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Refusals Exceed 30% at De Beers March Sight

Mar 31, 2015 7:49 AM   By Ronen Shnidman
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RAPAPORT... Pessimism prevailed at De Beers March sight with more than 30 percent of goods refused, according to several sightholders. Negative sentiment at the sight stemmed from a shared belief that polished sales and prices were unlikely to increase in the second quarter of 2015 and that De Beers sight prices have not fallen enough to restore profitability in the industry’s midstream.

Sight number three closed with an estimated value of diamonds sold at $500 million due to the large amount of refusals, despite presight estimates that placed the amount of goods on offer at over $700 million. 

Rough diamond prices at the sight were flat overall when compared with the previous sight, according to sightholders. They also reported no significant changes in the assortment quality of boxes. Sightholders also noted that a very small amount of ex-plan goods was made available during the sight.

“Sightholders are very pessimistic about the market because the March [Hong Kong] show wasn’t very positive and now we are entering what is traditionally a weak quarter for polished sales,” said an India-based sightholder. “Things are not all hunky dory and everyone made this clear at the sight by refusing goods.”

The sightholder added that most large polished diamond manufacturers have high levels of inventory, which leads them to believe that polished prices will not increase in the near future and may even drop further then they have in recent weeks.

ALROSA also kept its average rough prices steady at its March contract sale, which preceded the De Beers sight by a week.  In February, the Russia-based miner reduced its average prices by 3 percent but it believed that the rough market is gradually stabilizing, a company spokesperson said. The spokesperson added that ALROSA had also maintained a relatively low sales volume during the first quarter to address the supply-demand imbalance in the market.

The negative sentiment among manufacturers at the end of March was most clearly expressed in the secondary market, where the vast majority of De Beers and ALROSA boxes were trading at a discount. Sellers were offering generous credit terms that extended between 90 days to 120 days on average.

“We are in a vicious cycle in the market that the industry is having difficulty escaping,” said Guy Harari, the CEO of BlueDax, an online rough diamond broker that specializes in the secondary market. “The pricing for low-end rough is approximately where it needs to be, which is why we are seeing more demand for these goods in the market. However, for the mid to high-end goods there still is not a healthy spread between rough and polished prices and the market will remain imbalanced until this is occurs.”

Harari noted that market prices for non-label goods, non-branded boxes of rough diamonds sold outside the major miners’ long-term contract sales and tenders, declined at least 5 percent in the past month. These prices, he added, could be viewed as a better indicator that the overall state of the rough diamond market than sight list prices.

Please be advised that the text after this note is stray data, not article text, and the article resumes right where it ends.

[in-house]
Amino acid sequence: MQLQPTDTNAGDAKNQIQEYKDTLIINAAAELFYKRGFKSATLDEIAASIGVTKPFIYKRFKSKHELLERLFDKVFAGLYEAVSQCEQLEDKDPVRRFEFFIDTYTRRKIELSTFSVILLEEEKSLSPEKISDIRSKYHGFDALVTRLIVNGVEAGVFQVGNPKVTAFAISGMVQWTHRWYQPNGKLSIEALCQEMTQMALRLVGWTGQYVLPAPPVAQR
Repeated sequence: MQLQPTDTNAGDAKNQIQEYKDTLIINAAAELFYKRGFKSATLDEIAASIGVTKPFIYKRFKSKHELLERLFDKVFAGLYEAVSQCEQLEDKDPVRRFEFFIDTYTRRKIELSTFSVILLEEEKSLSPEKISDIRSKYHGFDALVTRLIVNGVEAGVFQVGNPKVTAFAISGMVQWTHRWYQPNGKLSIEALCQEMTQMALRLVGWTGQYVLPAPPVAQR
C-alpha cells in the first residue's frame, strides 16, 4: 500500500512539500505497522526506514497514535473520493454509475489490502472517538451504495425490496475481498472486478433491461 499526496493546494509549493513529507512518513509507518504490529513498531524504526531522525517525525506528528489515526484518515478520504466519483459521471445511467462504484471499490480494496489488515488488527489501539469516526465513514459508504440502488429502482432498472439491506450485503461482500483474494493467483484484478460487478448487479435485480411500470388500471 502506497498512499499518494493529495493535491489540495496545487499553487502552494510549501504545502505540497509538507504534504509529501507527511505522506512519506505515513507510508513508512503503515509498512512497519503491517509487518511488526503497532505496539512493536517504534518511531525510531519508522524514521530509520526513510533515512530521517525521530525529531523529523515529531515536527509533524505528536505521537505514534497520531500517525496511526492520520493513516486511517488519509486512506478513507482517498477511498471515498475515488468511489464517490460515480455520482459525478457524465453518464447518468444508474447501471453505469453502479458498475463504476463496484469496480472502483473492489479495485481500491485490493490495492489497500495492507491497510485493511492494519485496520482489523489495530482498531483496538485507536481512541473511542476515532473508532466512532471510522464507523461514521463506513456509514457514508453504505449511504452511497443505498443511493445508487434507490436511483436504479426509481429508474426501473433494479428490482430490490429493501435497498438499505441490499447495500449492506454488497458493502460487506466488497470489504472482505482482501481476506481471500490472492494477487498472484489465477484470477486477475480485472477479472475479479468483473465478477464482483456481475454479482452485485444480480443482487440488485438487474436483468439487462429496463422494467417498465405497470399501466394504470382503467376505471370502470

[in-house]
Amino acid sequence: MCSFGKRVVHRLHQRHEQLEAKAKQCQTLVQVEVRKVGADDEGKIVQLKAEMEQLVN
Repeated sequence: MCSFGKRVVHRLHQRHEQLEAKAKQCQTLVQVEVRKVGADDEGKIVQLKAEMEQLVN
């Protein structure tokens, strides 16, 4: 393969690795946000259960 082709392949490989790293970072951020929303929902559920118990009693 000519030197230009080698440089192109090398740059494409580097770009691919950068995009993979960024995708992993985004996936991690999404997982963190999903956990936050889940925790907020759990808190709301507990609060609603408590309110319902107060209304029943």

David Johnson, the head of midstream communications for De Beers, said that it  fulfilled all of sightholders pre-planned demand at the March sight, but provided few additional goods. He said De Beers temporary policy of allowing diamantaires to defer up to 25 percent of their planned demand came to an end ahead of the March sight, since this year’s third sale was the last sight of the current contract period.

“We know the industry is going through a relatively slow period," said Johnson. “But we still expect to see the situation improve over the second and third quarters. Consumer demand has been growing, albeit not skyrocketing, and we are seeing decent levels of retail sales, so inevitably retailers will restock and there be greater polished sales and improved cash flows for diamantaires.”

Johnson also noted that with the start of the new sight contract in April, De Beers would implement a dynamic distribution policy. As a result, sightholders who demonstrated strong, sustainable demand for specific box categories would get similar or increased amounts of rough for the following year. Similarly, sightholders who displayed weak demand for certain categories would have their supply of those boxes reduced in the following year’s intention to offer (ITO).

One sightholder noted, “The current market is difficult, but for sightholders who have developed a niche for their business things are not as bad as compared with others.” He added that he believed  the new dynamic ITO system will work well at his firm and that an increased supply of goods that are profitable to manufacture will likely compensate for any reductions in the amount of goods offered. However, he noted that this might not be true for other companies.
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Why Negative Comments ?
Apr 1, 2015 8:35AM    By Ashish Mehta
70% of Sight goods sold already is a Good sign despite
increase in Sight Prices.

Then why put all Negative news.

News should be that 70% goods sold at sight despite increase in Sight Prices.
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